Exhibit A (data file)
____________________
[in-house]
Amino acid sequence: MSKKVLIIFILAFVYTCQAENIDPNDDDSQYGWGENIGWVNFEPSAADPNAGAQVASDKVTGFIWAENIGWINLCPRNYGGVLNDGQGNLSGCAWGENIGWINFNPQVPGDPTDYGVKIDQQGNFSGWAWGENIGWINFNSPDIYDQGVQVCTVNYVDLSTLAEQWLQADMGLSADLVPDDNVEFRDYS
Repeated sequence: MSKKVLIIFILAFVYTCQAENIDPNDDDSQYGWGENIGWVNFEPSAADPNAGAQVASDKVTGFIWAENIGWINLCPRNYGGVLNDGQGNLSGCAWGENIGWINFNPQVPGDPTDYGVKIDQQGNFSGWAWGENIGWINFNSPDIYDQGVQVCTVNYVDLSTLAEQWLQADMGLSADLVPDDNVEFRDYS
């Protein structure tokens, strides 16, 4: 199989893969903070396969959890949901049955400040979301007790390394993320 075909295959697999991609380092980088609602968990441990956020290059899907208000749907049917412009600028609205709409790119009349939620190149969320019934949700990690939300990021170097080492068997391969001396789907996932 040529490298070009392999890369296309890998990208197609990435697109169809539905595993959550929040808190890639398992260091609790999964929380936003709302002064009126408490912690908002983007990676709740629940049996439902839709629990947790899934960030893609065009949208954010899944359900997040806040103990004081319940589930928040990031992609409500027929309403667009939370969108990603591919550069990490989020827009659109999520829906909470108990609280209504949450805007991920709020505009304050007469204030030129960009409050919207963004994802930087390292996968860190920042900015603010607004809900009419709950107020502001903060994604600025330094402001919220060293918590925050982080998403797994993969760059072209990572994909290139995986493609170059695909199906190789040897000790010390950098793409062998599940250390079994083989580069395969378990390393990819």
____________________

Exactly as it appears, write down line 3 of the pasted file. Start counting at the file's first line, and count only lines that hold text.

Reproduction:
Repeated sequence: MSKKVLIIFILAFVYTCQAENIDPNDDDSQYGWGENIGWVNFEPSAADPNAGAQVASDKVTGFIWAENIGWINLCPRNYGGVLNDGQGNLSGCAWGENIGWINFNPQVPGDPTDYGVKIDQQGNFSGWAWGENIGWINFNSPDIYDQGVQVCTVNYVDLSTLAEQWLQADMGLSADLVPDDNVEFRDYS